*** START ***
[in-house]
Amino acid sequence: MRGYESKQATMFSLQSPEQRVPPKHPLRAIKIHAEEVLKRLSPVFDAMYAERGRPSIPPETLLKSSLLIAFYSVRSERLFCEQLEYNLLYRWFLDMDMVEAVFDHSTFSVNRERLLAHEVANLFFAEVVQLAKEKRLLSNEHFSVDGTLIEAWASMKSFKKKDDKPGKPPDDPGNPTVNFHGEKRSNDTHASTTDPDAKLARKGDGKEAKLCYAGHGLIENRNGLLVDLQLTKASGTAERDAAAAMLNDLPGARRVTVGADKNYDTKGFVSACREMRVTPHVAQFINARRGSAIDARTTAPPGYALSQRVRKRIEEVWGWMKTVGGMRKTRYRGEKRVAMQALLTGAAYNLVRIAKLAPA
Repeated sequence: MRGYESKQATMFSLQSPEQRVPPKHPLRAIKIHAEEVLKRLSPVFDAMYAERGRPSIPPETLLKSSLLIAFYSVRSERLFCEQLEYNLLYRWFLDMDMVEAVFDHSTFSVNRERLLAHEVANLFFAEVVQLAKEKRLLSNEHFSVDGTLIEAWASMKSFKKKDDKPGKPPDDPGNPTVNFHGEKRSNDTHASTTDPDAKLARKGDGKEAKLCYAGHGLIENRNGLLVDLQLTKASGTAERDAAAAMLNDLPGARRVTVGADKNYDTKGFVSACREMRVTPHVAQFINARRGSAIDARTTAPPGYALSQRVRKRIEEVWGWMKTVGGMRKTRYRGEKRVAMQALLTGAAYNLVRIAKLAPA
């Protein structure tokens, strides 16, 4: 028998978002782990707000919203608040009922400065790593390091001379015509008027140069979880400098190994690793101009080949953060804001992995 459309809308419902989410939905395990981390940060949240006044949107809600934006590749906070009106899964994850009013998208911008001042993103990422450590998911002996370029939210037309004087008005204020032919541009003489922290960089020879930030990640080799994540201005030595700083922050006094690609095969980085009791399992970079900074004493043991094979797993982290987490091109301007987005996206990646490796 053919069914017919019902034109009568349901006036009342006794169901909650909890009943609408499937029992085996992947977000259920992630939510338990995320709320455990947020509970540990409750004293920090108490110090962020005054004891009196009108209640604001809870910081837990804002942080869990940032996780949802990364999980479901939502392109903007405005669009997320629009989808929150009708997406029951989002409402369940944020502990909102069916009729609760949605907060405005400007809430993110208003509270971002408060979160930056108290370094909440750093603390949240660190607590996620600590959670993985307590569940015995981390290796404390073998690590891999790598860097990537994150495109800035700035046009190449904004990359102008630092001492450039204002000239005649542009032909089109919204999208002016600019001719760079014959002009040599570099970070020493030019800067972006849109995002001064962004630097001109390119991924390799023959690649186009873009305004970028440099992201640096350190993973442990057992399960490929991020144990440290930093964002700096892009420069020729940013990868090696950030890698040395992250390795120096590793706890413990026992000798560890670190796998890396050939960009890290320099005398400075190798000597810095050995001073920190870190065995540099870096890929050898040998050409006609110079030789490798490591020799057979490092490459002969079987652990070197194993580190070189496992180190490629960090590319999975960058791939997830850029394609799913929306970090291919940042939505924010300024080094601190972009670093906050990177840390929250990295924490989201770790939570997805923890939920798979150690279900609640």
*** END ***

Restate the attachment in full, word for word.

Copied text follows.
[in-house]
Amino acid sequence: MRGYESKQATMFSLQSPEQRVPPKHPLRAIKIHAEEVLKRLSPVFDAMYAERGRPSIPPETLLKSSLLIAFYSVRSERLFCEQLEYNLLYRWFLDMDMVEAVFDHSTFSVNRERLLAHEVANLFFAEVVQLAKEKRLLSNEHFSVDGTLIEAWASMKSFKKKDDKPGKPPDDPGNPTVNFHGEKRSNDTHASTTDPDAKLARKGDGKEAKLCYAGHGLIENRNGLLVDLQLTKASGTAERDAAAAMLNDLPGARRVTVGADKNYDTKGFVSACREMRVTPHVAQFINARRGSAIDARTTAPPGYALSQRVRKRIEEVWGWMKTVGGMRKTRYRGEKRVAMQALLTGAAYNLVRIAKLAPA
Repeated sequence: MRGYESKQATMFSLQSPEQRVPPKHPLRAIKIHAEEVLKRLSPVFDAMYAERGRPSIPPETLLKSSLLIAFYSVRSERLFCEQLEYNLLYRWFLDMDMVEAVFDHSTFSVNRERLLAHEVANLFFAEVVQLAKEKRLLSNEHFSVDGTLIEAWASMKSFKKKDDKPGKPPDDPGNPTVNFHGEKRSNDTHASTTDPDAKLARKGDGKEAKLCYAGHGLIENRNGLLVDLQLTKASGTAERDAAAAMLNDLPGARRVTVGADKNYDTKGFVSACREMRVTPHVAQFINARRGSAIDARTTAPPGYALSQRVRKRIEEVWGWMKTVGGMRKTRYRGEKRVAMQALLTGAAYNLVRIAKLAPA
């Protein structure tokens, strides 16, 4: 028998978002782990707000919203608040009922400065790593390091001379015509008027140069979880400098190994690793101009080949953060804001992995 459309809308419902989410939905395990981390940060949240006044949107809600934006590749906070009106899964994850009013998208911008001042993103990422450590998911002996370029939210037309004087008005204020032919541009003489922290960089020879930030990640080799994540201005030595700083922050006094690609095969980085009791399992970079900074004493043991094979797993982290987490091109301007987005996206990646490796 053919069914017919019902034109009568349901006036009342006794169901909650909890009943609408499937029992085996992947977000259920992630939510338990995320709320455990947020509970540990409750004293920090108490110090962020005054004891009196009108209640604001809870910081837990804002942080869990940032996780949802990364999980479901939502392109903007405005669009997320629009989808929150009708997406029951989002409402369940944020502990909102069916009729609760949605907060405005400007809430993110208003509270971002408060979160930056108290370094909440750093603390949240660190607590996620600590959670993985307590569940015995981390290796404390073998690590891999790598860097990537994150495109800035700035046009190449904004990359102008630092001492450039204002000239005649542009032909089109919204999208002016600019001719760079014959002009040599570099970070020493030019800067972006849109995002001064962004630097001109390119991924390799023959690649186009873009305004970028440099992201640096350190993973442990057992399960490929991020144990440290930093964002700096892009420069020729940013990868090696950030890698040395992250390795120096590793706890413990026992000798560890670190796998890396050939960009890290320099005398400075190798000597810095050995001073920190870190065995540099870096890929050898040998050409006609110079030789490798490591020799057979490092490459002969079987652990070197194993580190070189496992180190490629960090590319999975960058791939997830850029394609799913929306970090291919940042939505924010300024080094601190972009670093906050990177840390929250990295924490989201770790939570997805923890939920798979150690279900609640």